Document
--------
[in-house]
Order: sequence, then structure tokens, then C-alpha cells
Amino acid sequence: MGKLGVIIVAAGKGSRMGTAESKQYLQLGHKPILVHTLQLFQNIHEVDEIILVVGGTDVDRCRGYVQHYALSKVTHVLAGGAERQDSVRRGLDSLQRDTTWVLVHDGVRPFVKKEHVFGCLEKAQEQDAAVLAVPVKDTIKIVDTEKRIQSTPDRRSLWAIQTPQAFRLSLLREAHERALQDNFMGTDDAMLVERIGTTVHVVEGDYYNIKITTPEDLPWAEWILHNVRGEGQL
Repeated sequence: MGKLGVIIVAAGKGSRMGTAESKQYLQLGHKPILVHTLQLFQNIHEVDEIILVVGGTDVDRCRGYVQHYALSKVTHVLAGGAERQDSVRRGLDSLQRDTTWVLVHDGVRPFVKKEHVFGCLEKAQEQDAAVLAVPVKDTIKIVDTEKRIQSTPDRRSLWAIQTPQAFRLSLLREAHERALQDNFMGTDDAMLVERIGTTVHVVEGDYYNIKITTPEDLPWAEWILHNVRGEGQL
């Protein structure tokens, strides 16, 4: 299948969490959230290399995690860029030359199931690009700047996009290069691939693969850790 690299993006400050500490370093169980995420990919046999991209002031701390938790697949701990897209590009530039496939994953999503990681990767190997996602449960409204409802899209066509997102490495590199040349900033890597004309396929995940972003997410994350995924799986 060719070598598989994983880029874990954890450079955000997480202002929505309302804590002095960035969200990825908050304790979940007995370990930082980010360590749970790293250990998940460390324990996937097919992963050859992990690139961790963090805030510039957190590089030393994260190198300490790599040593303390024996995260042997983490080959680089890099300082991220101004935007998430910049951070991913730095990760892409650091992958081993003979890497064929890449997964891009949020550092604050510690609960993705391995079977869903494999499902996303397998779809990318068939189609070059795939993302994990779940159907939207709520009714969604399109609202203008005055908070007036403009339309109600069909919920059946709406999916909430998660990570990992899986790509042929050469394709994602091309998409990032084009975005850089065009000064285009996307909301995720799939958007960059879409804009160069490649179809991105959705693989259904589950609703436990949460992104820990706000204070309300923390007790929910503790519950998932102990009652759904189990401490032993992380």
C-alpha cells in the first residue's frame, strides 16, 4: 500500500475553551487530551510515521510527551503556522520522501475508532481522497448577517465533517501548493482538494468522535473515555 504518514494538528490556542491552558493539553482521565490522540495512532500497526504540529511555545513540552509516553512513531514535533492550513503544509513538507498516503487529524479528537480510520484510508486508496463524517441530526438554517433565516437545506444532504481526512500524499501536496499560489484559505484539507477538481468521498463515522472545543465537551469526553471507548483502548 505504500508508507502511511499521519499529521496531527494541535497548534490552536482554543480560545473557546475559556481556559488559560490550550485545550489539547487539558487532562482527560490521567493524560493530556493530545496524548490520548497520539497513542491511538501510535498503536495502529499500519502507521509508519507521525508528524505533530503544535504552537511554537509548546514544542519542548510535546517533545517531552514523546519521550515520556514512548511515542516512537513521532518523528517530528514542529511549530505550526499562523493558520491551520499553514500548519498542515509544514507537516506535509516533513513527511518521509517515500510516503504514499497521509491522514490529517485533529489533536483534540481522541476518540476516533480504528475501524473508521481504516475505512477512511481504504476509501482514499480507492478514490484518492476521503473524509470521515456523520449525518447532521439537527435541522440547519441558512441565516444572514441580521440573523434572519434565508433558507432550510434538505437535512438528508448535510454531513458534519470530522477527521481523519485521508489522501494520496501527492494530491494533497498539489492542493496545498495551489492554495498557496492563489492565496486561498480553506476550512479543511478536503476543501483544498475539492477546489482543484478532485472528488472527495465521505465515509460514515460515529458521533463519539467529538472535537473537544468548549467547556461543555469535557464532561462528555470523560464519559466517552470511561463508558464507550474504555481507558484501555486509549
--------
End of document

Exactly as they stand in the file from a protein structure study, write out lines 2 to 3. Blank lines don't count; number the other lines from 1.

Order: sequence, then structure tokens, then C-alpha cells
Amino acid sequence: MGKLGVIIVAAGKGSRMGTAESKQYLQLGHKPILVHTLQLFQNIHEVDEIILVVGGTDVDRCRGYVQHYALSKVTHVLAGGAERQDSVRRGLDSLQRDTTWVLVHDGVRPFVKKEHVFGCLEKAQEQDAAVLAVPVKDTIKIVDTEKRIQSTPDRRSLWAIQTPQAFRLSLLREAHERALQDNFMGTDDAMLVERIGTTVHVVEGDYYNIKITTPEDLPWAEWILHNVRGEGQL